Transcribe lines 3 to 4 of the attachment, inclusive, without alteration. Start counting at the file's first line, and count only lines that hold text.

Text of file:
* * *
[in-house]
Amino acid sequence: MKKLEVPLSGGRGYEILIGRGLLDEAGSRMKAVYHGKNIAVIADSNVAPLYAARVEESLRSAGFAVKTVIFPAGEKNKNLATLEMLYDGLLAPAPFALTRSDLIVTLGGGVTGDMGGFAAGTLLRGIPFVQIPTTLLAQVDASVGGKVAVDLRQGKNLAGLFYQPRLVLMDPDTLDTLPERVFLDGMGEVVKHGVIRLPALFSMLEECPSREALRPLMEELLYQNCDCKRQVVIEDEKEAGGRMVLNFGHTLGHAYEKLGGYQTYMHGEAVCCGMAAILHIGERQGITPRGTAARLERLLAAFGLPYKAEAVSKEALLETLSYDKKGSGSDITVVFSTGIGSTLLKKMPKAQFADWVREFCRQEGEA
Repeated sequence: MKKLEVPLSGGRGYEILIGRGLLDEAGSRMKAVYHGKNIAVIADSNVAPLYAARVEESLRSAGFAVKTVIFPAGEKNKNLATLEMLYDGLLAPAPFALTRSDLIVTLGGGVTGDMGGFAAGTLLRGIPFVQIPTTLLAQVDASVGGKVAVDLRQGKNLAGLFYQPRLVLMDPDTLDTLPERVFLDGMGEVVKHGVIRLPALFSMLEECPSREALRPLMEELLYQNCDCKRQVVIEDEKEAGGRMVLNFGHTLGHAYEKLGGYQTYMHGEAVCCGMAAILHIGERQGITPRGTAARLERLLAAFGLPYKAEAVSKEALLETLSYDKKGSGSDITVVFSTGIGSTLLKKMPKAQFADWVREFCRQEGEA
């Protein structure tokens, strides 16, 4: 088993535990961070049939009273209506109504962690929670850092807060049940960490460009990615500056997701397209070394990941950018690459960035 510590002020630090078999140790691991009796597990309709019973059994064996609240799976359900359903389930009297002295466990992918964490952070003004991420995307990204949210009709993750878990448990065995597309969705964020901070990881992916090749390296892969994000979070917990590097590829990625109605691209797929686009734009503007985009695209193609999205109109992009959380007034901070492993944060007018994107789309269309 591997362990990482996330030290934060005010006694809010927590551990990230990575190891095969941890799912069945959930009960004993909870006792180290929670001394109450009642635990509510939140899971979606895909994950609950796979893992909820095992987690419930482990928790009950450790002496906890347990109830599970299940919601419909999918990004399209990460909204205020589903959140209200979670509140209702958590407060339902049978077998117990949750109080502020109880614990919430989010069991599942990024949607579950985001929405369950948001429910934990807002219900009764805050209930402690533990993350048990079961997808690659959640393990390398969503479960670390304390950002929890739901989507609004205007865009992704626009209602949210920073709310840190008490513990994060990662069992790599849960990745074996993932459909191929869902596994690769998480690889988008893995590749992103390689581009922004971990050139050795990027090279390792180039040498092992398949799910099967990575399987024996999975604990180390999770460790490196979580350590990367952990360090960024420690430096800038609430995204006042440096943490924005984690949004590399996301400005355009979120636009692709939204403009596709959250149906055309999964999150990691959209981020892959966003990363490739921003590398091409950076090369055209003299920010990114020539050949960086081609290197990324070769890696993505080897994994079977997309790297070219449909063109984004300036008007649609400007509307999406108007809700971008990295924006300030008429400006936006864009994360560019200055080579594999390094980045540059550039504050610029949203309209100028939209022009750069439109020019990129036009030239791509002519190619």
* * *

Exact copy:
Repeated sequence: MKKLEVPLSGGRGYEILIGRGLLDEAGSRMKAVYHGKNIAVIADSNVAPLYAARVEESLRSAGFAVKTVIFPAGEKNKNLATLEMLYDGLLAPAPFALTRSDLIVTLGGGVTGDMGGFAAGTLLRGIPFVQIPTTLLAQVDASVGGKVAVDLRQGKNLAGLFYQPRLVLMDPDTLDTLPERVFLDGMGEVVKHGVIRLPALFSMLEECPSREALRPLMEELLYQNCDCKRQVVIEDEKEAGGRMVLNFGHTLGHAYEKLGGYQTYMHGEAVCCGMAAILHIGERQGITPRGTAARLERLLAAFGLPYKAEAVSKEALLETLSYDKKGSGSDITVVFSTGIGSTLLKKMPKAQFADWVREFCRQEGEA
């Protein structure tokens, strides 16, 4: 088993535990961070049939009273209506109504962690929670850092807060049940960490460009990615500056997701397209070394990941950018690459960035 510590002020630090078999140790691991009796597990309709019973059994064996609240799976359900359903389930009297002295466990992918964490952070003004991420995307990204949210009709993750878990448990065995597309969705964020901070990881992916090749390296892969994000979070917990590097590829990625109605691209797929686009734009503007985009695209193609999205109109992009959380007034901070492993944060007018994107789309269309 591997362990990482996330030290934060005010006694809010927590551990990230990575190891095969941890799912069945959930009960004993909870006792180290929670001394109450009642635990509510939140899971979606895909994950609950796979893992909820095992987690419930482990928790009950450790002496906890347990109830599970299940919601419909999918990004399209990460909204205020589903959140209200979670509140209702958590407060339902049978077998117990949750109080502020109880614990919430989010069991599942990024949607579950985001929405369950948001429910934990807002219900009764805050209930402690533990993350048990079961997808690659959640393990390398969503479960670390304390950002929890739901989507609004205007865009992704626009209602949210920073709310840190008490513990994060990662069992790599849960990745074996993932459909191929869902596994690769998480690889988008893995590749992103390689581009922004971990050139050795990027090279390792180039040498092992398949799910099967990575399987024996999975604990180390999770460790490196979580350590990367952990360090960024420690430096800038609430995204006042440096943490924005984690949004590399996301400005355009979120636009692709939204403009596709959250149906055309999964999150990691959209981020892959966003990363490739921003590398091409950076090369055209003299920010990114020539050949960086081609290197990324070769890696993505080897994994079977997309790297070219449909063109984004300036008007649609400007509307999406108007809700971008990295924006300030008429400006936006864009994360560019200055080579594999390094980045540059550039504050610029949203309209100028939209022009750069439109020019990129036009030239791509002519190619």